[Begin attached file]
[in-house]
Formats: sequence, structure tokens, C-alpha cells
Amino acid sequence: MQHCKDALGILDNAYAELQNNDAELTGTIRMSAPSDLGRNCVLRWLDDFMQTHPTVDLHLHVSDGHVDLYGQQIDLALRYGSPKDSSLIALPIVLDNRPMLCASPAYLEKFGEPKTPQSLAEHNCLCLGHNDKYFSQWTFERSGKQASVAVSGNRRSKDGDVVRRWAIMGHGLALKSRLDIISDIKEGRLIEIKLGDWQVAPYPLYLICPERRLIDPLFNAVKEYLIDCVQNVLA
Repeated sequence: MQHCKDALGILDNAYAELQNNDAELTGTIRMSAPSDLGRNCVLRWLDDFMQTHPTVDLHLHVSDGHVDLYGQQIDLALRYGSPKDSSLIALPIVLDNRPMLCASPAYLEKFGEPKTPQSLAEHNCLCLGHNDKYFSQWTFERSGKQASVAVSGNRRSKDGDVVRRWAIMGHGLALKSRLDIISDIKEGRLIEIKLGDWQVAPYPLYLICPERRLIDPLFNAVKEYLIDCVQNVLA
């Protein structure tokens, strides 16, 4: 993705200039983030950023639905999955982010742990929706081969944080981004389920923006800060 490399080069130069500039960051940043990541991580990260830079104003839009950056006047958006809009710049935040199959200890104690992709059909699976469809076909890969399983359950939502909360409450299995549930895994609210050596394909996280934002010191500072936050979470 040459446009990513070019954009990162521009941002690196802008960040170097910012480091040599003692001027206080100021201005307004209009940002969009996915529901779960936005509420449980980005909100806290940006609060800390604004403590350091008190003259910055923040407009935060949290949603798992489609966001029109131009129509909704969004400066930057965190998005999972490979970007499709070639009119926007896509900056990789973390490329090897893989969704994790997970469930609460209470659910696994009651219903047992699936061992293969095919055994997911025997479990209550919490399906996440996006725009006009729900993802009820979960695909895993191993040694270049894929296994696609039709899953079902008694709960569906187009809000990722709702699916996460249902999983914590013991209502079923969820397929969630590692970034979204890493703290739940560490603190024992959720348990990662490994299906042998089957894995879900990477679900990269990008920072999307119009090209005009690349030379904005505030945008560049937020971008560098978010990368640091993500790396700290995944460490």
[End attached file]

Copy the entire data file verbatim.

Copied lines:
[in-house]
Formats: sequence, structure tokens, C-alpha cells
Amino acid sequence: MQHCKDALGILDNAYAELQNNDAELTGTIRMSAPSDLGRNCVLRWLDDFMQTHPTVDLHLHVSDGHVDLYGQQIDLALRYGSPKDSSLIALPIVLDNRPMLCASPAYLEKFGEPKTPQSLAEHNCLCLGHNDKYFSQWTFERSGKQASVAVSGNRRSKDGDVVRRWAIMGHGLALKSRLDIISDIKEGRLIEIKLGDWQVAPYPLYLICPERRLIDPLFNAVKEYLIDCVQNVLA
Repeated sequence: MQHCKDALGILDNAYAELQNNDAELTGTIRMSAPSDLGRNCVLRWLDDFMQTHPTVDLHLHVSDGHVDLYGQQIDLALRYGSPKDSSLIALPIVLDNRPMLCASPAYLEKFGEPKTPQSLAEHNCLCLGHNDKYFSQWTFERSGKQASVAVSGNRRSKDGDVVRRWAIMGHGLALKSRLDIISDIKEGRLIEIKLGDWQVAPYPLYLICPERRLIDPLFNAVKEYLIDCVQNVLA
């Protein structure tokens, strides 16, 4: 993705200039983030950023639905999955982010742990929706081969944080981004389920923006800060 490399080069130069500039960051940043990541991580990260830079104003839009950056006047958006809009710049935040199959200890104690992709059909699976469809076909890969399983359950939502909360409450299995549930895994609210050596394909996280934002010191500072936050979470 040459446009990513070019954009990162521009941002690196802008960040170097910012480091040599003692001027206080100021201005307004209009940002969009996915529901779960936005509420449980980005909100806290940006609060800390604004403590350091008190003259910055923040407009935060949290949603798992489609966001029109131009129509909704969004400066930057965190998005999972490979970007499709070639009119926007896509900056990789973390490329090897893989969704994790997970469930609460209470659910696994009651219903047992699936061992293969095919055994997911025997479990209550919490399906996440996006725009006009729900993802009820979960695909895993191993040694270049894929296994696609039709899953079902008694709960569906187009809000990722709702699916996460249902999983914590013991209502079923969820397929969630590692970034979204890493703290739940560490603190024992959720348990990662490994299906042998089957894995879900990477679900990269990008920072999307119009090209005009690349030379904005505030945008560049937020971008560098978010990368640091993500790396700290995944460490």